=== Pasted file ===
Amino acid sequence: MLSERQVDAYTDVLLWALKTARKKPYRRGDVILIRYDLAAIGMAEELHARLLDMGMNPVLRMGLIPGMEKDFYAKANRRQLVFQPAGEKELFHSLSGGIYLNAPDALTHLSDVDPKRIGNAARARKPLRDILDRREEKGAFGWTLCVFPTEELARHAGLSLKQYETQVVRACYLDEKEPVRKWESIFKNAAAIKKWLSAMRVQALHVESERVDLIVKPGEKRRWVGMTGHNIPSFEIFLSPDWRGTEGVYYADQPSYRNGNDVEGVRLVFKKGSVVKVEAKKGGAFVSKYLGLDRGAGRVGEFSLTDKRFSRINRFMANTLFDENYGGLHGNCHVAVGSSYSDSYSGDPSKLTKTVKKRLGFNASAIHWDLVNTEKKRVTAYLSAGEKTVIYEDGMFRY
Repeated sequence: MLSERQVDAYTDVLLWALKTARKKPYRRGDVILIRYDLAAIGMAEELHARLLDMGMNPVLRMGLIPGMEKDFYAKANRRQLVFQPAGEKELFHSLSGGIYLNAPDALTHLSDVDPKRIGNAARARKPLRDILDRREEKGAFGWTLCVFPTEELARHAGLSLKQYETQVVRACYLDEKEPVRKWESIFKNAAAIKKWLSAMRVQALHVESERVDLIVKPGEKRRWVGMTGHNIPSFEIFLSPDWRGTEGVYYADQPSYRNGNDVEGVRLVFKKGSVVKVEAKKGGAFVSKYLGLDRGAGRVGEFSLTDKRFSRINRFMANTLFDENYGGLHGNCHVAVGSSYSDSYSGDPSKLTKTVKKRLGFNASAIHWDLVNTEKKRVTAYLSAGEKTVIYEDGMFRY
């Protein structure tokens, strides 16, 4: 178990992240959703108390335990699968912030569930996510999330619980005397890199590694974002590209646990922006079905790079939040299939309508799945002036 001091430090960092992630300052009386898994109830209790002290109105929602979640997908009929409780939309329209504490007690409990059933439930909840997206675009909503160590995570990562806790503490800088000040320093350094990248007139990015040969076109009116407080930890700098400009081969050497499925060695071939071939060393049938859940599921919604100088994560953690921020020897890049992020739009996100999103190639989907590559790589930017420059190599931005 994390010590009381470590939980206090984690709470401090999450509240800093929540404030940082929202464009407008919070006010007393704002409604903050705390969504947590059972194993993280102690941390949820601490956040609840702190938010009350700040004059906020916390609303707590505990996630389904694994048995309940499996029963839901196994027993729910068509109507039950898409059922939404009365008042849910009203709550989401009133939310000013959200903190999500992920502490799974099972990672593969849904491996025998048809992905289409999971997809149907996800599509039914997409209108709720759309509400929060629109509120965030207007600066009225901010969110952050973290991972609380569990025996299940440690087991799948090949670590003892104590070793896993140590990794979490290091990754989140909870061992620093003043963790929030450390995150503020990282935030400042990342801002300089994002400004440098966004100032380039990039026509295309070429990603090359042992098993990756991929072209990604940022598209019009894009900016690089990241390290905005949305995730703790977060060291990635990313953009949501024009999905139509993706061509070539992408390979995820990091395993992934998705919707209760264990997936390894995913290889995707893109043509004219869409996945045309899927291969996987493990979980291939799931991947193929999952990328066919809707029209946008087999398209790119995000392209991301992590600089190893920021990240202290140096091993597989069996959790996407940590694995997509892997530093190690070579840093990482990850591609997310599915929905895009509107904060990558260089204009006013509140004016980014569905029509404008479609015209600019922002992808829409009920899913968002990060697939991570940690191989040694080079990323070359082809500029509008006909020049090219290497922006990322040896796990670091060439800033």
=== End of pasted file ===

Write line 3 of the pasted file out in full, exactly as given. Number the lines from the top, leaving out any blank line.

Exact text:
């Protein structure tokens, strides 16, 4: 178990992240959703108390335990699968912030569930996510999330619980005397890199590694974002590209646990922006079905790079939040299939309508799945002036 001091430090960092992630300052009386898994109830209790002290109105929602979640997908009929409780939309329209504490007690409990059933439930909840997206675009909503160590995570990562806790503490800088000040320093350094990248007139990015040969076109009116407080930890700098400009081969050497499925060695071939071939060393049938859940599921919604100088994560953690921020020897890049992020739009996100999103190639989907590559790589930017420059190599931005 994390010590009381470590939980206090984690709470401090999450509240800093929540404030940082929202464009407008919070006010007393704002409604903050705390969504947590059972194993993280102690941390949820601490956040609840702190938010009350700040004059906020916390609303707590505990996630389904694994048995309940499996029963839901196994027993729910068509109507039950898409059922939404009365008042849910009203709550989401009133939310000013959200903190999500992920502490799974099972990672593969849904491996025998048809992905289409999971997809149907996800599509039914997409209108709720759309509400929060629109509120965030207007600066009225901010969110952050973290991972609380569990025996299940440690087991799948090949670590003892104590070793896993140590990794979490290091990754989140909870061992620093003043963790929030450390995150503020990282935030400042990342801002300089994002400004440098966004100032380039990039026509295309070429990603090359042992098993990756991929072209990604940022598209019009894009900016690089990241390290905005949305995730703790977060060291990635990313953009949501024009999905139509993706061509070539992408390979995820990091395993992934998705919707209760264990997936390894995913290889995707893109043509004219869409996945045309899927291969996987493990979980291939799931991947193929999952990328066919809707029209946008087999398209790119995000392209991301992590600089190893920021990240202290140096091993597989069996959790996407940590694995997509892997530093190690070579840093990482990850591609997310599915929905895009509107904060990558260089204009006013509140004016980014569905029509404008479609015209600019922002992808829409009920899913968002990060697939991570940690191989040694080079990323070359082809500029509008006909020049090219290497922006990322040896796990670091060439800033």